Gaining independence as a blind/VI person has proven to be quite difficult for me as I know it can be for many others aswell. However, many blind/VI people are pros at going out on their own and travelling independently. Hearing their stories and realising that it is possible definitely gives me the determination I need to be more independent myself. My cane is now my key to independence. If I want to go for a walk on my own then I won’t leave without my cane. Granted, I am guilty of not using it all the time, I know, if I trip it’s my own fault. But I’ve realised that using a cane is nothing to be ashamed of. Sure, some people will still have their judgements and it’s definitely proven to be a barrier sometimes in terms of sparking conversations but as long as it gives me that independence I need then that’s good enough for me.
Con: Missing out on seeing photos of friends and family
Everyone loves to show their loved ones the photos from their recent holiday, the latest edition to their family or their cute new puppy, but as blind/VI people, we can’t appreciate these things. I do have some remaining vision but I find it increasingly difficult to look at things like pictures. I do feel like I’m missing out sometimes when everyone gathers round their phones with their “Aww how cute” comments but I’m lucky in the sense that my family and friends will describe most photos to me.
Pro: I don’t have to see the things that aren’t so pleasant
I’m quite a faint hearted person, I don’t do so well with unpleasant things. So a pro to being blind/VI is that I don’t have to see things such as the photos of a gory accident or something else that isn’t very pleasant. Plus, you’ll never hear me scream when there’s a spider in the room because I can’t see it #winwin.
I thought I’d mention a few extra positive things about being blind/VI because I’m all about those positive vibes.
Free personal assistant tickets to concerts/shows
Let’s face it, concerts are expensive but one of the benefits of being blind/disabled is that it’s possible to get a free personal assistant ticket with the purchase of any accessible ticket, something I’m not complaining about. It does make me feel a little guilty however. But if I can get a free ticket to that extremely expensive Taylor Swift concert which I’m going to in June (one ticket was enough to break my bank) then I’m not complaining.
1/3 off train fares
Talking about expensive things, don’t get me started on trains. As disabled people, we are lucky in the sense that we can get a third off the price of our train tickets. We have to pay £20 a year in order to receive our railcards but it’s definitely worth it. Although the prices are still quite high even with the money off so I really feel for those who have to pay full price!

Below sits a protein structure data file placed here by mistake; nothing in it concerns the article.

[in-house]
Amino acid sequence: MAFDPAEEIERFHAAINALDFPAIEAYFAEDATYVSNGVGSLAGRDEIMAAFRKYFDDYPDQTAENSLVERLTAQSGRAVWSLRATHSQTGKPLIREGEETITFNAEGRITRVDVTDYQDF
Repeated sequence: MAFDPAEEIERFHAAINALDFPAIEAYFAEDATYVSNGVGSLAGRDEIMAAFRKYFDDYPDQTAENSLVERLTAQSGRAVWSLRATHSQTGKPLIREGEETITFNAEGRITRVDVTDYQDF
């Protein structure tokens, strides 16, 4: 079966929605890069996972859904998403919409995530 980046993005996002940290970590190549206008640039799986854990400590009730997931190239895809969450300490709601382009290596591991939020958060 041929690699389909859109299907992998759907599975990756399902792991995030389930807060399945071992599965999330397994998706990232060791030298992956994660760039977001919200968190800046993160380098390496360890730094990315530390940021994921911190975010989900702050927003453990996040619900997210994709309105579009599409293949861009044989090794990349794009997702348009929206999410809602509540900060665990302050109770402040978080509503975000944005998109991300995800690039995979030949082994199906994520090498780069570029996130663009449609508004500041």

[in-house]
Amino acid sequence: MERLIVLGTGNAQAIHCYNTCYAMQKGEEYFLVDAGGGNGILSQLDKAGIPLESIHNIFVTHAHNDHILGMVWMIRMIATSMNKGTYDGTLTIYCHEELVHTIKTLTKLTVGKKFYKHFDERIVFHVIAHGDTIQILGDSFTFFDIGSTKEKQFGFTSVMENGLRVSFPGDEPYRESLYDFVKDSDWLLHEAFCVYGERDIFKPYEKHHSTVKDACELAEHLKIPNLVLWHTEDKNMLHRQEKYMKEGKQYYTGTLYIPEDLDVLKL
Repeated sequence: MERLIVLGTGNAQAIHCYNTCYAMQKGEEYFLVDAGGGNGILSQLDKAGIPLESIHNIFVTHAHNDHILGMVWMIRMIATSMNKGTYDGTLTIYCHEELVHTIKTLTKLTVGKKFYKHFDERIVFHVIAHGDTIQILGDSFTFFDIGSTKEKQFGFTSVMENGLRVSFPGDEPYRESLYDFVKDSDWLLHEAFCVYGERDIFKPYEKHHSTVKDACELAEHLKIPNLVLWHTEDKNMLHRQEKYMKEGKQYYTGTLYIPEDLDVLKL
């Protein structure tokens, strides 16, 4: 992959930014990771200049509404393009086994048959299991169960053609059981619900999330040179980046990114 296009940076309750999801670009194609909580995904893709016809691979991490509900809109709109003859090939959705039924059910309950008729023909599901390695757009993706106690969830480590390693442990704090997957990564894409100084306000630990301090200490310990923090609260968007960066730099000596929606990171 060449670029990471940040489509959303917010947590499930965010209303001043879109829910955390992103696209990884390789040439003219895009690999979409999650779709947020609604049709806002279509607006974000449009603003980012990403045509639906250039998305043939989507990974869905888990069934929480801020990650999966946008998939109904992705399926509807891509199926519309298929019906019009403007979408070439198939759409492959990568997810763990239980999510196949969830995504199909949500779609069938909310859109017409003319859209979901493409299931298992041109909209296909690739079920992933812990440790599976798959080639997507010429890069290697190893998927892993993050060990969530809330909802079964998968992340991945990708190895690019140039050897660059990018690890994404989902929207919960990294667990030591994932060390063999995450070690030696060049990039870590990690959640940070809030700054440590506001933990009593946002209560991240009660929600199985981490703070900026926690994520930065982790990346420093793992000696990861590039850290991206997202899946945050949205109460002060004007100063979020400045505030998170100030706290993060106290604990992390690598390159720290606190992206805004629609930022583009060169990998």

Having the opportunity to learn new skills
Of course, anyone can turn their hand to learning any skill they want but I’ve definitely learned specific skills because of living with a vision impairment, things that I probably never would have learned if I wasn’t losing my sight. One of the most valuable skills I’ve learned as a blind/VI person is how to read and write braille. I’ve learned it in three languages now and I definitely think it’s valuable to me since a lot of things are labelled with braille these days so I can recognise those items without needing the assistance of someone else.
Proving people wrong
This is something I think many people like to do, disability or not. But personally, I’ve grown up with people thinking or telling me that I can’t do something or that it’s impossible for me to reach my goals because of the fact that I’m visually impaired. In some way, this drives me more to reach my full potential. I love showing people that in fact, a lot of things are possible and there’s something really satisfying about proving those people wrong.
Having the opportunity to help and motivate others
If you’re a regular reader of my blog then you will have heard me talk about this point so many times. But one of the things I’m most passionate about doing is helping and motivating others. Living with sight loss has allowed me to be able to share my experiences in the hope of educating others but has also allowed me to share my story with others in the same or similar situation. It means so much to me when people reach out to me and say that they could relate to my blog posts and story in some way or that what I write has helped them even if it’s just the slightest amount. That’s one of my main aims and it’s such a special feeling when I manage to achieve it.
As you can tell, there are quite a few negatives to living with sight loss but that doesn’t mean that it’s all doom and gloom. I can’t hide that some days are hard, I can’t deny that I feel down because of it sometimes but we all have our down days. One of the main aims of my blog is to spread positivity and focus on the positive aspects of living with a disability, but it’s equally as important to me that I highlight the struggles and challenges I face as a blind/VI person in a sighted world and that was why I decided to write this post.
Are you blind/VI or do you live with another disability? What are some pros and cons that you associate with your disability? I would love to hear from you.